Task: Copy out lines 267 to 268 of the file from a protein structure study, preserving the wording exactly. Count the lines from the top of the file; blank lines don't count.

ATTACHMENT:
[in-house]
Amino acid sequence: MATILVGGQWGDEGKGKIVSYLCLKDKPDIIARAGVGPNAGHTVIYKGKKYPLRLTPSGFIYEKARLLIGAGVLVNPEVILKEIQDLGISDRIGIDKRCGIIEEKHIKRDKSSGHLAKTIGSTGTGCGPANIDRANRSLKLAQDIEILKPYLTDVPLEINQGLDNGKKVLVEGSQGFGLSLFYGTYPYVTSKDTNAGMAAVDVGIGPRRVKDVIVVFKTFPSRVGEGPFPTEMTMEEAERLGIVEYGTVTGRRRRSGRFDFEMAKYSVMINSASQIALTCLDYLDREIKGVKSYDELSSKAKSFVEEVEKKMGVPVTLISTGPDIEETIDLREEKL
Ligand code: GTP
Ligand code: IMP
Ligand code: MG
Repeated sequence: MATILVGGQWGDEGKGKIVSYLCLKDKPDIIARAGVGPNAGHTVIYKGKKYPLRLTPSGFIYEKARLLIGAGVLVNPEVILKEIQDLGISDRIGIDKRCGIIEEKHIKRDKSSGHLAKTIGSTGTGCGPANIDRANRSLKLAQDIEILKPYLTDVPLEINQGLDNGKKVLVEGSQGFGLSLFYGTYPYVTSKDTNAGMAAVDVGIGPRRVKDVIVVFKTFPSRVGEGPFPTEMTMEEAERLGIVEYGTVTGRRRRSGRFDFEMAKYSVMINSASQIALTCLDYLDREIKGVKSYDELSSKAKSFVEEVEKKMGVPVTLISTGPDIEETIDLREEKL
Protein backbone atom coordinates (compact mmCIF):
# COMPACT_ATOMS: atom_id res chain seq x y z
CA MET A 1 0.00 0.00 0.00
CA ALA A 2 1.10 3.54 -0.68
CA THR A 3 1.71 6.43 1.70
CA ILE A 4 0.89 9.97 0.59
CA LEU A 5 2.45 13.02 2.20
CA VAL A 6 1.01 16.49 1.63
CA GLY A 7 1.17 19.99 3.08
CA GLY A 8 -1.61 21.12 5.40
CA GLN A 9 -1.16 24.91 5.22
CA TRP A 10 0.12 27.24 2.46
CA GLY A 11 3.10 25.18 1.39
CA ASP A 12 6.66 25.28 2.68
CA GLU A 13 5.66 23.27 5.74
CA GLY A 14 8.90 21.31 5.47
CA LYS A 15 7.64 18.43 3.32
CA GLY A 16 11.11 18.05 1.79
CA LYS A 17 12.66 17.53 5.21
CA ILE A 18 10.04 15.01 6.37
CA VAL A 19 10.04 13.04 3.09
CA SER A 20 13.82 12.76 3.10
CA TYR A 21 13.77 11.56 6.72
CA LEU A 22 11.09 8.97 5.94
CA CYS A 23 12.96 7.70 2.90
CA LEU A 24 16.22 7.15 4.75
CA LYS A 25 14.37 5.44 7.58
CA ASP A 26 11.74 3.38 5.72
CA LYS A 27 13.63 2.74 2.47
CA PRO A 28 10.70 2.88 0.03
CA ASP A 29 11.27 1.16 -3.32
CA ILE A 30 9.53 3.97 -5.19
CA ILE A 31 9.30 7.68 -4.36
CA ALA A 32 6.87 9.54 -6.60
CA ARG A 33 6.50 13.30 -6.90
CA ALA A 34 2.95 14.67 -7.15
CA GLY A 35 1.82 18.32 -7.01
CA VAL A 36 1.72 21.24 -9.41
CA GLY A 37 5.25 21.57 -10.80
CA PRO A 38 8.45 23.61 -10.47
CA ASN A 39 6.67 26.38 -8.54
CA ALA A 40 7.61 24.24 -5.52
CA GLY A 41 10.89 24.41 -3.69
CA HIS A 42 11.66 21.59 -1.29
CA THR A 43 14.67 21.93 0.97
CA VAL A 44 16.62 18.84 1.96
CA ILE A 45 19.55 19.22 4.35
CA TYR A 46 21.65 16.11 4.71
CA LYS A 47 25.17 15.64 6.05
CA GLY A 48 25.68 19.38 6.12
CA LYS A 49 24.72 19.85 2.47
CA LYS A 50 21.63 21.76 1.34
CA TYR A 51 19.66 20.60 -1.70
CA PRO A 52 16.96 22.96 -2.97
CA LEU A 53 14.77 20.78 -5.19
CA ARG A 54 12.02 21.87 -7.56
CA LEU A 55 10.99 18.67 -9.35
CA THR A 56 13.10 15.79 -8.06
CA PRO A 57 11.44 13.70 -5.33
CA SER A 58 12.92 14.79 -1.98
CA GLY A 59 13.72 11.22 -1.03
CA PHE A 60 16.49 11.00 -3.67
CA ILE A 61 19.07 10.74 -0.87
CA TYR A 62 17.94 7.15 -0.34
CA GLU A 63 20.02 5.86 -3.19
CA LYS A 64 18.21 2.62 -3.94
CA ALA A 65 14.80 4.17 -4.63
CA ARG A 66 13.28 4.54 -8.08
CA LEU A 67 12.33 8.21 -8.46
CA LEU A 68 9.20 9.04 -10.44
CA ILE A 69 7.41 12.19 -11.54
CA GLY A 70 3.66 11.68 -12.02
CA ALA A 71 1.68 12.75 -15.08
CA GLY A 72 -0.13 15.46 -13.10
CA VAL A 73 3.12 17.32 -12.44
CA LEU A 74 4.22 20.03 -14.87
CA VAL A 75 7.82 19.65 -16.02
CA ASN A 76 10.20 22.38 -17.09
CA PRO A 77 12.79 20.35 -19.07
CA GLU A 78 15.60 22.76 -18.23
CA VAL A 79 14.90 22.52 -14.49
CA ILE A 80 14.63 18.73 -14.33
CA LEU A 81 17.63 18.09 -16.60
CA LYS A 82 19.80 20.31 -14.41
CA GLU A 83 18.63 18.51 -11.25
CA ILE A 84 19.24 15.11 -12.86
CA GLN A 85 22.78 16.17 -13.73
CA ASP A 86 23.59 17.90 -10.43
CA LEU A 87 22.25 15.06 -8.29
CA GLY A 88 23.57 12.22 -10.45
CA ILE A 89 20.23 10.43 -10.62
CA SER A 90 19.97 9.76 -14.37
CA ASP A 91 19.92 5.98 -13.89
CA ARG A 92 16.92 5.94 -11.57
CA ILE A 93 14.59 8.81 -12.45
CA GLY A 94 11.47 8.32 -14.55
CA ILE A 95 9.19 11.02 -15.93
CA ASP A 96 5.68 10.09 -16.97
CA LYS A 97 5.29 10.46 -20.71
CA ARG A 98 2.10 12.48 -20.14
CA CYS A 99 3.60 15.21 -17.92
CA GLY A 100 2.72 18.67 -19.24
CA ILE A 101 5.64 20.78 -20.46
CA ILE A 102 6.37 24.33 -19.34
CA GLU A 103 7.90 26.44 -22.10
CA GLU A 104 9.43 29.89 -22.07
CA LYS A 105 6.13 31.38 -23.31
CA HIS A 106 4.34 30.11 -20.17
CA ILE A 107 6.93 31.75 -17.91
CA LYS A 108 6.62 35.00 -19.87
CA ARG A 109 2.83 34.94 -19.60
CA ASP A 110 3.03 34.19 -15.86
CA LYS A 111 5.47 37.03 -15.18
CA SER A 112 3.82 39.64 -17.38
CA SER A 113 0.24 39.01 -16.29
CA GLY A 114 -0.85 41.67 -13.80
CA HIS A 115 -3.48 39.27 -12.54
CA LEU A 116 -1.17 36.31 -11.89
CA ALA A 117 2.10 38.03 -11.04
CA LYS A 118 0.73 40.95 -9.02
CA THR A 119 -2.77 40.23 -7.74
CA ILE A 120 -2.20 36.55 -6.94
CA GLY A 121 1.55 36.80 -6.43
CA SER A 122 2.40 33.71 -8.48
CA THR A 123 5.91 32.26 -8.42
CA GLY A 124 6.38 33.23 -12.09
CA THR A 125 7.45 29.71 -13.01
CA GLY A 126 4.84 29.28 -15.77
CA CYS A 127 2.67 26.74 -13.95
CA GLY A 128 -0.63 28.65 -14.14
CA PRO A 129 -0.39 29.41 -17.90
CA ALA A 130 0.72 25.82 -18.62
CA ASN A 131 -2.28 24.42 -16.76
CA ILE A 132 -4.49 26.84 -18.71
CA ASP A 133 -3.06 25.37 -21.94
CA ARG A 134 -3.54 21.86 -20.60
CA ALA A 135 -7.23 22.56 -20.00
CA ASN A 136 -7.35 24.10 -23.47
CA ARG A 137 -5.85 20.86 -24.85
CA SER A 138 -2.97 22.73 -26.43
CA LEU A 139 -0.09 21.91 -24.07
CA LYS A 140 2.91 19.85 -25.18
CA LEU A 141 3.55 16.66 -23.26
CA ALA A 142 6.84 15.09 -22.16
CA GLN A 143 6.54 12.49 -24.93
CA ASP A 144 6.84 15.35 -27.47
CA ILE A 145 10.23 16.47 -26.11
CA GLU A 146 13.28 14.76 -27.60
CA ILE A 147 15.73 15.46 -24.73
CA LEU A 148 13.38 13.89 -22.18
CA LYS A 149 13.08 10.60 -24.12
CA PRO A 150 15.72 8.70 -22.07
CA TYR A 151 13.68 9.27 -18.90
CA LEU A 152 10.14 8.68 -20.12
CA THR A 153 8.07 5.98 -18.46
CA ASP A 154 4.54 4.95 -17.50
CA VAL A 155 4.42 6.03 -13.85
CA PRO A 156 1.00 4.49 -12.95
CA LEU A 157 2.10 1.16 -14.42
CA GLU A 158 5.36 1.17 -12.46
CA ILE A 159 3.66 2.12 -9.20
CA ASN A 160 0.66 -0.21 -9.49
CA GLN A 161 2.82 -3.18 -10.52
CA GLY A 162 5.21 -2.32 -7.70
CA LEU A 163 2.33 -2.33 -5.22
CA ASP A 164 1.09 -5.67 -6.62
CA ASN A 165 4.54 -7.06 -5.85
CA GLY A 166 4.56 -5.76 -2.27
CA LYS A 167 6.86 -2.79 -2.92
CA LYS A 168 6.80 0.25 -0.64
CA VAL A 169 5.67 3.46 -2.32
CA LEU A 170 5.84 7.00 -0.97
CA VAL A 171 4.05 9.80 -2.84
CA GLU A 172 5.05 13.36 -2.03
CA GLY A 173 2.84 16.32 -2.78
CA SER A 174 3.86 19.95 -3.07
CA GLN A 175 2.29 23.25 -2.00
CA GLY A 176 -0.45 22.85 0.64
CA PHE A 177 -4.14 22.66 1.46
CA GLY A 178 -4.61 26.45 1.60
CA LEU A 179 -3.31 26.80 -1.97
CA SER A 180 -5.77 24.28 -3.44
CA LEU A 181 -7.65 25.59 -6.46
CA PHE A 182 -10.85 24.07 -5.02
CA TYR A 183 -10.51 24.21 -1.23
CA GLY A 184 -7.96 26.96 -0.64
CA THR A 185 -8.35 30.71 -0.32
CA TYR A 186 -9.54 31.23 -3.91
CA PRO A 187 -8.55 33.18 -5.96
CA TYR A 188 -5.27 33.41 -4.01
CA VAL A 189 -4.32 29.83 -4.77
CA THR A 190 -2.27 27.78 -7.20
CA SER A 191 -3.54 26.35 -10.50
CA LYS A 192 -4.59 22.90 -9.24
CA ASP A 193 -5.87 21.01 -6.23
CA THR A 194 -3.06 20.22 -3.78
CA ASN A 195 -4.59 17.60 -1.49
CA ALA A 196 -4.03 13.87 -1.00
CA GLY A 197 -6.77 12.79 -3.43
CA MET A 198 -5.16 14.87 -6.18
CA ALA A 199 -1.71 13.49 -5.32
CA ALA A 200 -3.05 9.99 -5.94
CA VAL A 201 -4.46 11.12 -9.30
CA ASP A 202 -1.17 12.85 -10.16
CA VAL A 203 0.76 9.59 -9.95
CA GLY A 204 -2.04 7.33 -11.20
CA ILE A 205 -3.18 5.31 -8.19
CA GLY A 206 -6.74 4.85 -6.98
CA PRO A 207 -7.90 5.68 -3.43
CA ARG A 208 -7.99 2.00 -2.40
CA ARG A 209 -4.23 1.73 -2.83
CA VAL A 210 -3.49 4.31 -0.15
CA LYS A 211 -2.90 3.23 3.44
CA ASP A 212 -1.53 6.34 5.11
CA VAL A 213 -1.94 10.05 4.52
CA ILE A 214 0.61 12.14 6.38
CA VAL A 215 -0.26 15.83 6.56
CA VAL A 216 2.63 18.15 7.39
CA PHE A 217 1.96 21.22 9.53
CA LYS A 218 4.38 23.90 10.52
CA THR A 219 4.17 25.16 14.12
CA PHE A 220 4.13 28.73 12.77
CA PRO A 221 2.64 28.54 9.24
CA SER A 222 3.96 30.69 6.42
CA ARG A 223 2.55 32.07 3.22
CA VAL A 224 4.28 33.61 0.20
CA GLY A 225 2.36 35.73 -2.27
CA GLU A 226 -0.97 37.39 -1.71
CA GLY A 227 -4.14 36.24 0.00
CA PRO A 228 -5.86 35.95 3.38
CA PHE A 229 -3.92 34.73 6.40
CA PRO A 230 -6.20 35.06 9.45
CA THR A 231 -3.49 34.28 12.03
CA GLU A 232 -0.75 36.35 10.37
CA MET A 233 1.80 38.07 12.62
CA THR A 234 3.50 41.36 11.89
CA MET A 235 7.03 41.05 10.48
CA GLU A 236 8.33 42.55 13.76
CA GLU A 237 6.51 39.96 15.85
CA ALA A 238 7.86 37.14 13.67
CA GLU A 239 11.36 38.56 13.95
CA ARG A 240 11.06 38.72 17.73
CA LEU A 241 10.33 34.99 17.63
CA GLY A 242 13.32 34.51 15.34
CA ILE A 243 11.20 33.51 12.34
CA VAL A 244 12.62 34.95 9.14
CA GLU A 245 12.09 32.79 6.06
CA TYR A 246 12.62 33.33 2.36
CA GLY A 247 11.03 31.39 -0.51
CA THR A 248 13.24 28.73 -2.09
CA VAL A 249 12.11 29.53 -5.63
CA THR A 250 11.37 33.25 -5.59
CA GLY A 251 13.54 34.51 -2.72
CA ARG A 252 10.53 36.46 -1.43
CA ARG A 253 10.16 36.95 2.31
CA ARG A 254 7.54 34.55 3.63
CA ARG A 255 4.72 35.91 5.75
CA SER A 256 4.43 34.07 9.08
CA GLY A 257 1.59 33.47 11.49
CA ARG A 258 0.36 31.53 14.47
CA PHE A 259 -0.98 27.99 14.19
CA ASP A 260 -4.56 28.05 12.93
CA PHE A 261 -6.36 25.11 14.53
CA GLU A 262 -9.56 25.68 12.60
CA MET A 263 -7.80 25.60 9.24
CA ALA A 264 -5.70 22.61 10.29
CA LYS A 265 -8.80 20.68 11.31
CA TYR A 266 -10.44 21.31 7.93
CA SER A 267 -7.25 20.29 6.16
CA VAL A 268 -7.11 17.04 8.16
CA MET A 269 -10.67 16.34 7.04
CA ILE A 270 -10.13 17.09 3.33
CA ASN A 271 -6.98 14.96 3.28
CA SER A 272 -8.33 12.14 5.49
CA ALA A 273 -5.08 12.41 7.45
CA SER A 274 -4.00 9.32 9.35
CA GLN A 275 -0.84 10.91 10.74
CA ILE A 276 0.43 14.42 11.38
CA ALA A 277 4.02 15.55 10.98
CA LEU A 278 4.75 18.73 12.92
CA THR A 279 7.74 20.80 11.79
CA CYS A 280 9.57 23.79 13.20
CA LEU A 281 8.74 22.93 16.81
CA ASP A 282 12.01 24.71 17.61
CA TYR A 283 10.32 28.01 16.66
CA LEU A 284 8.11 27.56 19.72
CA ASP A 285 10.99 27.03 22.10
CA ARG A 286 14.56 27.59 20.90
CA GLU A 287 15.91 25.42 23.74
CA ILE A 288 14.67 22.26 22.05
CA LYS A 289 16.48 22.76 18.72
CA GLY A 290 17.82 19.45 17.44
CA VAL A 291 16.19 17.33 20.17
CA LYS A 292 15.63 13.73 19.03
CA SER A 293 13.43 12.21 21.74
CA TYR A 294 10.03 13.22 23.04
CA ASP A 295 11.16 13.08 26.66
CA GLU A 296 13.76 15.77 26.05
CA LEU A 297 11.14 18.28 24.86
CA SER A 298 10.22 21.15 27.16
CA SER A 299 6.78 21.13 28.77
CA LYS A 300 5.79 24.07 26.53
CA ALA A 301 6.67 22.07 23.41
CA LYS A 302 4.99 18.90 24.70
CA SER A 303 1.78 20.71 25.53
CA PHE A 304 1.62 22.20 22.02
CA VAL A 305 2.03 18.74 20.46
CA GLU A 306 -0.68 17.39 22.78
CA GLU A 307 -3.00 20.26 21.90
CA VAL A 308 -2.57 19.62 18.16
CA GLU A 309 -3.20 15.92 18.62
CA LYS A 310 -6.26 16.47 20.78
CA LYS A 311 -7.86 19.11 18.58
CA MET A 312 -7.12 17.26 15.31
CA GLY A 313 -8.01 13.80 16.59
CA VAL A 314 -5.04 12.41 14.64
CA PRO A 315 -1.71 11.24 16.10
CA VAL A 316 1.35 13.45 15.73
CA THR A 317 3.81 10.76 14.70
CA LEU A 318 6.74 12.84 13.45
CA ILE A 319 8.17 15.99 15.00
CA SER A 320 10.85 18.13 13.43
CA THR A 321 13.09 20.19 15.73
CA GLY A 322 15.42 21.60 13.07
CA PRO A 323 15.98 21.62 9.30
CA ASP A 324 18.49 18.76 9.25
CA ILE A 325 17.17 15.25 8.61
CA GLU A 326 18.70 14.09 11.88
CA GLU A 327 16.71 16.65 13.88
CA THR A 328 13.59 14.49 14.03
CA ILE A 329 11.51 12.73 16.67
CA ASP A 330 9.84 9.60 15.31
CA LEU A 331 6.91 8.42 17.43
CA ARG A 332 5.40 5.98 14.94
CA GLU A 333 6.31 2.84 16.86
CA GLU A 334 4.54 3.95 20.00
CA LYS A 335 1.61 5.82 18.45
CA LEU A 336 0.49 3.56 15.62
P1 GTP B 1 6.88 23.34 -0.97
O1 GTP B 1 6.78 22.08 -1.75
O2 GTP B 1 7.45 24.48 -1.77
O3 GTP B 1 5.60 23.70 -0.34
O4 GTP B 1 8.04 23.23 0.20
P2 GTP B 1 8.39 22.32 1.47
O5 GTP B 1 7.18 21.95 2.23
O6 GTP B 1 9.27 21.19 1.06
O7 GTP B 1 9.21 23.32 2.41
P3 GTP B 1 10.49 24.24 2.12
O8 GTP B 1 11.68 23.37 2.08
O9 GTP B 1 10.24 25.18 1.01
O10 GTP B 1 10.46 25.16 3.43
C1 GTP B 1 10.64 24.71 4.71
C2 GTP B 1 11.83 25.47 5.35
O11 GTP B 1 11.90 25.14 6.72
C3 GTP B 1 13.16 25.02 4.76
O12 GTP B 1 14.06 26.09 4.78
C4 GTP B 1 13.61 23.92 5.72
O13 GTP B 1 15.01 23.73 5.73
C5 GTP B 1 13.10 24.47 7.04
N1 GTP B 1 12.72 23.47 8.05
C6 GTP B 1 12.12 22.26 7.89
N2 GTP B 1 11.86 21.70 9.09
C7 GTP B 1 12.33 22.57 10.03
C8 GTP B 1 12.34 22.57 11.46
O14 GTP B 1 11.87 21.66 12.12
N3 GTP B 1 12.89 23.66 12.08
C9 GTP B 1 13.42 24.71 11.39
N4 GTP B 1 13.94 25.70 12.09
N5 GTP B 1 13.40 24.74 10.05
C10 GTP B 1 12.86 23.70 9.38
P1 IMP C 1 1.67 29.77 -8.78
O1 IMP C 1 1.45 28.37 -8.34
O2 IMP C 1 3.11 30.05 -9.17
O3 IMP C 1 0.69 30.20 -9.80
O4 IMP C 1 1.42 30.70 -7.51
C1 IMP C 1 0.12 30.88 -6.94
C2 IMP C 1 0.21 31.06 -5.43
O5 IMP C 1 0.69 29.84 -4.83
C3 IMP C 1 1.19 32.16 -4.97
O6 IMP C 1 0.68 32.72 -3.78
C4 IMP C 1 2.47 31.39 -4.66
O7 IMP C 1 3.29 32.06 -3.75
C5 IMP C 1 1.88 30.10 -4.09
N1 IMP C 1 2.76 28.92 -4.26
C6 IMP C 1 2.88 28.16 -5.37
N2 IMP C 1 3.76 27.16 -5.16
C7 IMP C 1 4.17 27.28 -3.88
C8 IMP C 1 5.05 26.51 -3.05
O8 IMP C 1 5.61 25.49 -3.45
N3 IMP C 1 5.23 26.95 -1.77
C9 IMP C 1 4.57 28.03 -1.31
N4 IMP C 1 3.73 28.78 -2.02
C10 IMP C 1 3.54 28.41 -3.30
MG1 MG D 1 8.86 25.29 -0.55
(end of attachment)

CA PHE A 259 -0.98 27.99 14.19
CA ASP A 260 -4.56 28.05 12.93